Although cells can express each channel type in varying numbers, it is the sum of ion flow, based on activity of the expressed channels, that will establish the overall charge of the cell (Fig. 2B). At the tissue level, the bioelectric state of one cell can also influence neighboring cells and EFs are generated by the membrane potential of a collection of cells, propagating throughout the population to form charge-specific domains (Fig. 2C). EFs are important instructional cues for cell migration and tissue organization.34,35 They are present in adult tissues such as the breast epithelium and regulate epithelial wound healing and cell migration during embryogenesis and regeneration.36–38
More than 150 years ago, Emil Du Bois-Reymond reported the presence of EFs in the skin of frog wounds,39 however, applying the principles of bioelectric signaling to the hallmarks of cancer is a nascent field of study. In 1941, Burr demonstrated that voltage readings can be used to detect the presence of a tumor in vivo, suggesting that the electrical characteristics of a tumor differ from the surrounding normal tissue.1 Thirty years later, Cone first postulated that mitosis is controlled by changes in membrane potential and ion flux, linking it to malignant states.40–42 It was not until the 1990s that momentum in this field increased and researchers began to strongly consider the bioelectric properties of cancer cells as a potential avenue for investigation. Since then, evidence has accumulated demonstrating that the bioelectric impedance of cancerous tissue differs from the surrounding tissue and that this may be a potential target for cancer therapy.43,44
Individual cancer cells have a more positive resting membrane potential than other somatic cell types, in the range of −30 to −20 mV, making them more similar to proliferative cell types such as embryonic and stem cells than healthy differentiated cells.45,46 Combined with further observations that ion channels are abnormally expressed in both cancer patient biopsy tissues and cancer cell lines, and that blocking ion channels can inhibit cancer cell proliferation, bioelectrical signaling is emerging as a hallmark of cancer.47–50 While initial studies provided evidence for the role of bioelectric signaling in cancer cell transformation and proliferation, increasingly it has become recognized that bioelectricity can also control cancer cell metastasis at both cell intrinsic and extrinsic levels, which is discussed in this review.
Intrinsic Bioelectric Properties of Cancer Cells
It has long been noted that many tumor cells have striking differences in both ion channel expression/activity and Vmem when compared with normal cells.51 These bioelectric properties include expression and activity of ion channels, and changes in Vmem. Current evidence suggests that bioelectric properties of a cell influence migration in three main ways: cytoskeleton regulation, changes in cell volume, and pH. Clearly, these properties are important for metastasis, but in many cases, it is not well known how they translate into the biochemical signaling pathways that control cell migration and invasion.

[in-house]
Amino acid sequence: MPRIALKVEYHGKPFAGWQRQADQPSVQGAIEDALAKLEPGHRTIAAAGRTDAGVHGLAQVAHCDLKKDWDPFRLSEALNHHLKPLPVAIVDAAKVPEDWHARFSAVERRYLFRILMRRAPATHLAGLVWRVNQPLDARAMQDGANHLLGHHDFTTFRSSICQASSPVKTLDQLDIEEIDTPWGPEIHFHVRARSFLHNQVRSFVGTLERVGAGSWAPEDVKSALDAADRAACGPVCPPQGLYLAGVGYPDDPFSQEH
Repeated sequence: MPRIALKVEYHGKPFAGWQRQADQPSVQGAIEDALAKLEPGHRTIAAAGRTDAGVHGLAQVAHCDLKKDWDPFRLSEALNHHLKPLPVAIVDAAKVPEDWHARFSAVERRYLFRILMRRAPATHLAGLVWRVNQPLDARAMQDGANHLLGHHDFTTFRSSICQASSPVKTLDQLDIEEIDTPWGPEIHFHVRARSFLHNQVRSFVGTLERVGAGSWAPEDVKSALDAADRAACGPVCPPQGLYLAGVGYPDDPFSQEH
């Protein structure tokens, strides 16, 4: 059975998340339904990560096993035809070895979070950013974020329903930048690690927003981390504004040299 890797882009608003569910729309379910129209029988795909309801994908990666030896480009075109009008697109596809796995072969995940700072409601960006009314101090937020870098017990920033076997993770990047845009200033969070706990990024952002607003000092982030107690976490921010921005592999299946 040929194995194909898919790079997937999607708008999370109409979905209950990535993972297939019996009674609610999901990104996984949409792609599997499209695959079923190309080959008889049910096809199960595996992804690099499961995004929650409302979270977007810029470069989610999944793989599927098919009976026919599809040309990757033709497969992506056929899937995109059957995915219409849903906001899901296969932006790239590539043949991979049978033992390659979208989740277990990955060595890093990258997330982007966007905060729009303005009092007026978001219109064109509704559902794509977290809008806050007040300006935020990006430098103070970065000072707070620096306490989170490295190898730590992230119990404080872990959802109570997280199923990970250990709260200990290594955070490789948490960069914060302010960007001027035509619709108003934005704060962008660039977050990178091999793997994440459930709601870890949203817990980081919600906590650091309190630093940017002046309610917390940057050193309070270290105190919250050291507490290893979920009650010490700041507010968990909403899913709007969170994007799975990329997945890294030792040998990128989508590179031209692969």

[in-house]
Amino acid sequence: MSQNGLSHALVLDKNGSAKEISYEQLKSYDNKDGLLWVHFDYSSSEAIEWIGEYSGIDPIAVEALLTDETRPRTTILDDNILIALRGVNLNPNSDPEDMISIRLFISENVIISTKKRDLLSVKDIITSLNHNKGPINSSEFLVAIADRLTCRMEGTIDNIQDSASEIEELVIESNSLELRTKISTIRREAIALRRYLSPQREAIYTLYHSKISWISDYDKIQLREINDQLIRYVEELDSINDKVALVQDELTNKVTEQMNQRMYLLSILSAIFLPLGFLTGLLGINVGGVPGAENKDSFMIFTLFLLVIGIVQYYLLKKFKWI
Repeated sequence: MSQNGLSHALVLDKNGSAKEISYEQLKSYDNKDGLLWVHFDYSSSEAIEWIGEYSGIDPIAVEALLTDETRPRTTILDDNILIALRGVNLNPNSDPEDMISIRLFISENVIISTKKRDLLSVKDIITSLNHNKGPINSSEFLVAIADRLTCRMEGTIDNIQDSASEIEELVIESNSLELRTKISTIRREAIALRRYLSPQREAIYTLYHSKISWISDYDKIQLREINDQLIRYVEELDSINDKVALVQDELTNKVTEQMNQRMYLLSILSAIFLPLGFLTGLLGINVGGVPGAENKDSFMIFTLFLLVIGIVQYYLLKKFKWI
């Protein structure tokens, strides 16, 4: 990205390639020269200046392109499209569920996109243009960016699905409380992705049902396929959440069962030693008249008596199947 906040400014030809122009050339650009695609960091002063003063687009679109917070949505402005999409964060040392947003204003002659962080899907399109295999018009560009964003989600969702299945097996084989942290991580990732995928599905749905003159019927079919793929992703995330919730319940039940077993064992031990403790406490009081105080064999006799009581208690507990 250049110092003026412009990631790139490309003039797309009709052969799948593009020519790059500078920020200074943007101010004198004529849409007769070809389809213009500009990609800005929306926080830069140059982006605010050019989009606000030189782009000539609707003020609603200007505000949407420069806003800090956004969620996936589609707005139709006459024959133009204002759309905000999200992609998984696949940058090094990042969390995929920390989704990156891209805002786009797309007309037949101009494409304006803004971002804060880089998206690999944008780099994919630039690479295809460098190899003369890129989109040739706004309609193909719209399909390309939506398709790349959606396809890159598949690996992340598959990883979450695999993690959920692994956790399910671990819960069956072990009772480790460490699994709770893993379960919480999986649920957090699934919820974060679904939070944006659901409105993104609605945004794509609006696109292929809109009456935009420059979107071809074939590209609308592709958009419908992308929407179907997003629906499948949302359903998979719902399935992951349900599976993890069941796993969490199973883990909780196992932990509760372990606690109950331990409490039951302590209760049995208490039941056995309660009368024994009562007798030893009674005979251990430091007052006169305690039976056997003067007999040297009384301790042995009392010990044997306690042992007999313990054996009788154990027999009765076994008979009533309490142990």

Ion channels are pore-forming membrane proteins that create ionic concentration gradients by regulating the flow of ions such as Na+, K+, Ca2+, and Cl−. At the basic level, they are classified into voltage gated and ligand gated. Molecular techniques have allowed for a more elaborate classification based on the subunit type and gating mechanism: physical (light, temperature, pressure, and tonicity), chemical (pH, pO2), and intracellular factors (ATP, secondary messengers). For a more detailed review of ion channel subtypes and their role in general cell migration, we refer the reader to other reviews.52–55
It is now understood that there is a host of ion channels whose expression is dysregulated in cancer cells and are associated with a metastatic phenotype. For example, microarray expression profiling of ion channel genes in patient primary tumors of breast cancer,56 lung adenocarcinoma,57 and glioma58 has identified many ion channel genes that are differentially expressed compared with normal tissues. In addition, the availability of public gene expression data sets from patient samples on websites such as cBioPortal or Oncomine, or cell lines from the Broad CCLE portal will be useful in better characterizing the ion channel expression profile of various cancers. It will be important to assess whether the ion channel expression profile of cancer cell lines is similar to that of primary tumors, and whether the primary tumor ion channel expression is similar to that of metastases.
While the expression of many ion channels is linked to a metastatic phenotype, it is the activity of the functional channels expressed that will ultimately dictate the net effect on cell migration and invasion. The main function of ion channels is to maintain cellular homeostasis by regulating the flux of ions in and out of the cell, but they are also higher order regulators of many downstream molecular signaling pathways. There are four main ions that play a role in establishing the resting Vmem: Ca2+, Na+, K+, and Cl−. Locally different ion concentrations are important for initiating cell migration,59,60 and ion channels can also work in tandem by functionally coupling to provide a positive feedback loop.61 A summary of the main contributions to metastasis by each channel type is presented in Figure 3.